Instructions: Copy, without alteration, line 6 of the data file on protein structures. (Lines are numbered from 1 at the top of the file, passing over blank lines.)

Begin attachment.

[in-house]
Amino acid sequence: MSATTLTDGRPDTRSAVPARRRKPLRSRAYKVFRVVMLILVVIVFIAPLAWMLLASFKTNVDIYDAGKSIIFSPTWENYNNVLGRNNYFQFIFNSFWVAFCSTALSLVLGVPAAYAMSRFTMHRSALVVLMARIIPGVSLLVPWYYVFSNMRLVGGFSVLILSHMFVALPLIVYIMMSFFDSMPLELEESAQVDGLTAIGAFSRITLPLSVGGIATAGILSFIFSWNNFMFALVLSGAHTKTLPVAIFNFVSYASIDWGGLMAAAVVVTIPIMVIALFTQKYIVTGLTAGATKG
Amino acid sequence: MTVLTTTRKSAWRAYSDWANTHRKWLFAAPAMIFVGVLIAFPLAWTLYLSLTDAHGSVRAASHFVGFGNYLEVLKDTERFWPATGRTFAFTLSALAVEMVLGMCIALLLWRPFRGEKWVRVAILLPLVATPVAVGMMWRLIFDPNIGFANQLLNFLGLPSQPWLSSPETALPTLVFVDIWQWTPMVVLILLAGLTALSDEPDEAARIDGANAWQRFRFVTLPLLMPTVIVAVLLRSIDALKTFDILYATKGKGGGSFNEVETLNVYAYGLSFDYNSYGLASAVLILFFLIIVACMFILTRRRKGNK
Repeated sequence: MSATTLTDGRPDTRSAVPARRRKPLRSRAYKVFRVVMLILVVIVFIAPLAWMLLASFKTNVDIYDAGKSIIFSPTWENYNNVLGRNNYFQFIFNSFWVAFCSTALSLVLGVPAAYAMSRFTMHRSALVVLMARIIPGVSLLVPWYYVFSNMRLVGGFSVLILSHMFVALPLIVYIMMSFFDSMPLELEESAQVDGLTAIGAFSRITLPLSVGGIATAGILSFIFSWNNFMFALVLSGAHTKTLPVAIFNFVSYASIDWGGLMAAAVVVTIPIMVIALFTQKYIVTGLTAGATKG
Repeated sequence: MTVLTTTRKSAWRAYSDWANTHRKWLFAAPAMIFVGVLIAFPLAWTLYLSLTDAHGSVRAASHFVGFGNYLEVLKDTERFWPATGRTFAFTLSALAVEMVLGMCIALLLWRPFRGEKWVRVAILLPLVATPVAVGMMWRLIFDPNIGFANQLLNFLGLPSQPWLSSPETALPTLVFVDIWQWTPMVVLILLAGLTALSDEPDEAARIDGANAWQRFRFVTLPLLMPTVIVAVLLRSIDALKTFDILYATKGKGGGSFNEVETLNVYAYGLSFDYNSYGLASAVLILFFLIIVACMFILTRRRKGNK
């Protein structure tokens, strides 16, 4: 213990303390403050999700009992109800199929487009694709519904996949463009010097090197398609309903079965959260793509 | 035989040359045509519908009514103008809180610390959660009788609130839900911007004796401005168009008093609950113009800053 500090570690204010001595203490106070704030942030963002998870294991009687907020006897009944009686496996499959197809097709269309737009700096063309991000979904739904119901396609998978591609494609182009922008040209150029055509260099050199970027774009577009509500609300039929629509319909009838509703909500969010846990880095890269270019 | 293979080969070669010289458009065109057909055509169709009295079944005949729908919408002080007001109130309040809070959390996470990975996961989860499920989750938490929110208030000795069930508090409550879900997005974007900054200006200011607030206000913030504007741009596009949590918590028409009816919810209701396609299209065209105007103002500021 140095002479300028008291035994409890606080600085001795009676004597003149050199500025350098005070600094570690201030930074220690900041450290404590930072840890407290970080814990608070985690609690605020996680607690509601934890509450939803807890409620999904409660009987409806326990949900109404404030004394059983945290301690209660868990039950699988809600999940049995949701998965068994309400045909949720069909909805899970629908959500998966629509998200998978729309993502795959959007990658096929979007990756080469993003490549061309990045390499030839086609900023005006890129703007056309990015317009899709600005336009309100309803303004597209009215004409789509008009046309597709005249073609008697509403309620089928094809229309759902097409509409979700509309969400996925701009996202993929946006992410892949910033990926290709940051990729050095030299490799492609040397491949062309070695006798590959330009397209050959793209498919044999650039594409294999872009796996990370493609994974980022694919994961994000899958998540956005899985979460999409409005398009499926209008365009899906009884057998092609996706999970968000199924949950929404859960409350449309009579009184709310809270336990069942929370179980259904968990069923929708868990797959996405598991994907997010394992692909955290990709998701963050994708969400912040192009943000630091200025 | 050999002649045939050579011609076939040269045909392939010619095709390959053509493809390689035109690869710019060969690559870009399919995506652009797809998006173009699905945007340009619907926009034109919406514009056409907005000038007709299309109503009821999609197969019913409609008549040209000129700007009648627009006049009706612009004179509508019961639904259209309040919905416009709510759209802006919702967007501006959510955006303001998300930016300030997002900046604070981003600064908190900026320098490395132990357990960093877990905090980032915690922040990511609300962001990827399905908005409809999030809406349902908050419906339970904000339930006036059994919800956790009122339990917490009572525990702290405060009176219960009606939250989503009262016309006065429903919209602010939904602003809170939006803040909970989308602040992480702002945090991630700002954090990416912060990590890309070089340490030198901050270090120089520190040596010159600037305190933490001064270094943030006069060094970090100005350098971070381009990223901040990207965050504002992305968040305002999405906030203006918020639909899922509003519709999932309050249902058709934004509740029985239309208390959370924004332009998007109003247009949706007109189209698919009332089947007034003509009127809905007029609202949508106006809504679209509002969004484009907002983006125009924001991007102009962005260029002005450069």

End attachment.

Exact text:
């Protein structure tokens, strides 16, 4: 213990303390403050999700009992109800199929487009694709519904996949463009010097090197398609309903079965959260793509 | 035989040359045509519908009514103008809180610390959660009788609130839900911007004796401005168009008093609950113009800053 500090570690204010001595203490106070704030942030963002998870294991009687907020006897009944009686496996499959197809097709269309737009700096063309991000979904739904119901396609998978591609494609182009922008040209150029055509260099050199970027774009577009509500609300039929629509319909009838509703909500969010846990880095890269270019 | 293979080969070669010289458009065109057909055509169709009295079944005949729908919408002080007001109130309040809070959390996470990975996961989860499920989750938490929110208030000795069930508090409550879900997005974007900054200006200011607030206000913030504007741009596009949590918590028409009816919810209701396609299209065209105007103002500021 140095002479300028008291035994409890606080600085001795009676004597003149050199500025350098005070600094570690201030930074220690900041450290404590930072840890407290970080814990608070985690609690605020996680607690509601934890509450939803807890409620999904409660009987409806326990949900109404404030004394059983945290301690209660868990039950699988809600999940049995949701998965068994309400045909949720069909909805899970629908959500998966629509998200998978729309993502795959959007990658096929979007990756080469993003490549061309990045390499030839086609900023005006890129703007056309990015317009899709600005336009309100309803303004597209009215004409789509008009046309597709005249073609008697509403309620089928094809229309759902097409509409979700509309969400996925701009996202993929946006992410892949910033990926290709940051990729050095030299490799492609040397491949062309070695006798590959330009397209050959793209498919044999650039594409294999872009796996990370493609994974980022694919994961994000899958998540956005899985979460999409409005398009499926209008365009899906009884057998092609996706999970968000199924949950929404859960409350449309009579009184709310809270336990069942929370179980259904968990069923929708868990797959996405598991994907997010394992692909955290990709998701963050994708969400912040192009943000630091200025 | 050999002649045939050579011609076939040269045909392939010619095709390959053509493809390689035109690869710019060969690559870009399919995506652009797809998006173009699905945007340009619907926009034109919406514009056409907005000038007709299309109503009821999609197969019913409609008549040209000129700007009648627009006049009706612009004179509508019961639904259209309040919905416009709510759209802006919702967007501006959510955006303001998300930016300030997002900046604070981003600064908190900026320098490395132990357990960093877990905090980032915690922040990511609300962001990827399905908005409809999030809406349902908050419906339970904000339930006036059994919800956790009122339990917490009572525990702290405060009176219960009606939250989503009262016309006065429903919209602010939904602003809170939006803040909970989308602040992480702002945090991630700002954090990416912060990590890309070089340490030198901050270090120089520190040596010159600037305190933490001064270094943030006069060094970090100005350098971070381009990223901040990207965050504002992305968040305002999405906030203006918020639909899922509003519709999932309050249902058709934004509740029985239309208390959370924004332009998007109003247009949706007109189209698919009332089947007034003509009127809905007029609202949508106006809504679209509002969004484009907002983006125009924001991007102009962005260029002005450069």